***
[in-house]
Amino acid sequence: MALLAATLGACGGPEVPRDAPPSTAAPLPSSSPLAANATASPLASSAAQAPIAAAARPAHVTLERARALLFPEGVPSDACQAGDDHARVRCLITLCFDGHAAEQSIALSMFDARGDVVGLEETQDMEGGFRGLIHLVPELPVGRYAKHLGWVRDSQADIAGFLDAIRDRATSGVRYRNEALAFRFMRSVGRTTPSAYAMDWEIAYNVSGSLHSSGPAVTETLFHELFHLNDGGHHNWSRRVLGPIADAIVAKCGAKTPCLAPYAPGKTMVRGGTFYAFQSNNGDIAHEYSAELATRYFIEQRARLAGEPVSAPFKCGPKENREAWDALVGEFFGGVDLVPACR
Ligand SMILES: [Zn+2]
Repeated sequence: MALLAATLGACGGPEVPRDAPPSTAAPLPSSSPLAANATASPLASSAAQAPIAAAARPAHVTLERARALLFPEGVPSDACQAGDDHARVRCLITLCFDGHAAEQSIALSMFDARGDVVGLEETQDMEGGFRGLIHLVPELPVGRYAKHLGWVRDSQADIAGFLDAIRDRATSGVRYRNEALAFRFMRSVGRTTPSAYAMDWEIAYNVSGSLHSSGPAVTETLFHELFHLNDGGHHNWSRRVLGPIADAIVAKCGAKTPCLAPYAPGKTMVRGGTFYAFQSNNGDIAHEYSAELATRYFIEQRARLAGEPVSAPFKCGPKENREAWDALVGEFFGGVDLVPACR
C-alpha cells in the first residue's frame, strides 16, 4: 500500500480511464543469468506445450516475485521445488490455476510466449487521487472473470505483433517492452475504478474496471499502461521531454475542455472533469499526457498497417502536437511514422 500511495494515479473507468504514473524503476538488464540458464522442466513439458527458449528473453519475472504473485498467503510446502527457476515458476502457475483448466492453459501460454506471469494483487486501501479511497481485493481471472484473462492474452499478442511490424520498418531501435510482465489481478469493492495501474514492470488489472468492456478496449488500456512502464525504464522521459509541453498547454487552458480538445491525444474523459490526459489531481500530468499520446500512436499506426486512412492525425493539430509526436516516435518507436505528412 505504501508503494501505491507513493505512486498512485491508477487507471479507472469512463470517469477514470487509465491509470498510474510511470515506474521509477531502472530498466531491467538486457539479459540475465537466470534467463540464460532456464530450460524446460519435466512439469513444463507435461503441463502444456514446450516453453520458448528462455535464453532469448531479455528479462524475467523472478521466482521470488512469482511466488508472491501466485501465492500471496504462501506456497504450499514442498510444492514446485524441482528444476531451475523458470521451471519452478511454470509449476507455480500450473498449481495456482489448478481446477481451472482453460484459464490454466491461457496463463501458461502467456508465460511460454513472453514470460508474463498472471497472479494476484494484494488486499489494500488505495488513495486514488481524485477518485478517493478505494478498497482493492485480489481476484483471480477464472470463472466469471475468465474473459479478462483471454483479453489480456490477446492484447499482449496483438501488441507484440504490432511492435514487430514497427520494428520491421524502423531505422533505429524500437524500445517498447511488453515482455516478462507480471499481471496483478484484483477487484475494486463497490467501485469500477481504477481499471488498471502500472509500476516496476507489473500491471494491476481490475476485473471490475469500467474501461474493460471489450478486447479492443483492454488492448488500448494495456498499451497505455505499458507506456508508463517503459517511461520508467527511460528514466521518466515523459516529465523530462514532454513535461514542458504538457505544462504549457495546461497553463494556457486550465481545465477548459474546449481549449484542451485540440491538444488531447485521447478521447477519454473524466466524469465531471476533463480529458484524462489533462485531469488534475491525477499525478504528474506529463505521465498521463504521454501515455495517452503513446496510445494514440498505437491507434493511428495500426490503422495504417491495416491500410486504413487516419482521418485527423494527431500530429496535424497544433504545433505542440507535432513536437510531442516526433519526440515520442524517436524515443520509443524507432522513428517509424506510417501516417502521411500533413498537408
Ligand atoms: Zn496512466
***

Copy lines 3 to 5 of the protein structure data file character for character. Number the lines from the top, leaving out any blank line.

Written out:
Ligand SMILES: [Zn+2]
Repeated sequence: MALLAATLGACGGPEVPRDAPPSTAAPLPSSSPLAANATASPLASSAAQAPIAAAARPAHVTLERARALLFPEGVPSDACQAGDDHARVRCLITLCFDGHAAEQSIALSMFDARGDVVGLEETQDMEGGFRGLIHLVPELPVGRYAKHLGWVRDSQADIAGFLDAIRDRATSGVRYRNEALAFRFMRSVGRTTPSAYAMDWEIAYNVSGSLHSSGPAVTETLFHELFHLNDGGHHNWSRRVLGPIADAIVAKCGAKTPCLAPYAPGKTMVRGGTFYAFQSNNGDIAHEYSAELATRYFIEQRARLAGEPVSAPFKCGPKENREAWDALVGEFFGGVDLVPACR
C-alpha cells in the first residue's frame, strides 16, 4: 500500500480511464543469468506445450516475485521445488490455476510466449487521487472473470505483433517492452475504478474496471499502461521531454475542455472533469499526457498497417502536437511514422 500511495494515479473507468504514473524503476538488464540458464522442466513439458527458449528473453519475472504473485498467503510446502527457476515458476502457475483448466492453459501460454506471469494483487486501501479511497481485493481471472484473462492474452499478442511490424520498418531501435510482465489481478469493492495501474514492470488489472468492456478496449488500456512502464525504464522521459509541453498547454487552458480538445491525444474523459490526459489531481500530468499520446500512436499506426486512412492525425493539430509526436516516435518507436505528412 505504501508503494501505491507513493505512486498512485491508477487507471479507472469512463470517469477514470487509465491509470498510474510511470515506474521509477531502472530498466531491467538486457539479459540475465537466470534467463540464460532456464530450460524446460519435466512439469513444463507435461503441463502444456514446450516453453520458448528462455535464453532469448531479455528479462524475467523472478521466482521470488512469482511466488508472491501466485501465492500471496504462501506456497504450499514442498510444492514446485524441482528444476531451475523458470521451471519452478511454470509449476507455480500450473498449481495456482489448478481446477481451472482453460484459464490454466491461457496463463501458461502467456508465460511460454513472453514470460508474463498472471497472479494476484494484494488486499489494500488505495488513495486514488481524485477518485478517493478505494478498497482493492485480489481476484483471480477464472470463472466469471475468465474473459479478462483471454483479453489480456490477446492484447499482449496483438501488441507484440504490432511492435514487430514497427520494428520491421524502423531505422533505429524500437524500445517498447511488453515482455516478462507480471499481471496483478484484483477487484475494486463497490467501485469500477481504477481499471488498471502500472509500476516496476507489473500491471494491476481490475476485473471490475469500467474501461474493460471489450478486447479492443483492454488492448488500448494495456498499451497505455505499458507506456508508463517503459517511461520508467527511460528514466521518466515523459516529465523530462514532454513535461514542458504538457505544462504549457495546461497553463494556457486550465481545465477548459474546449481549449484542451485540440491538444488531447485521447478521447477519454473524466466524469465531471476533463480529458484524462489533462485531469488534475491525477499525478504528474506529463505521465498521463504521454501515455495517452503513446496510445494514440498505437491507434493511428495500426490503422495504417491495416491500410486504413487516419482521418485527423494527431500530429496535424497544433504545433505542440507535432513536437510531442516526433519526440515520442524517436524515443520509443524507432522513428517509424506510417501516417502521411500533413498537408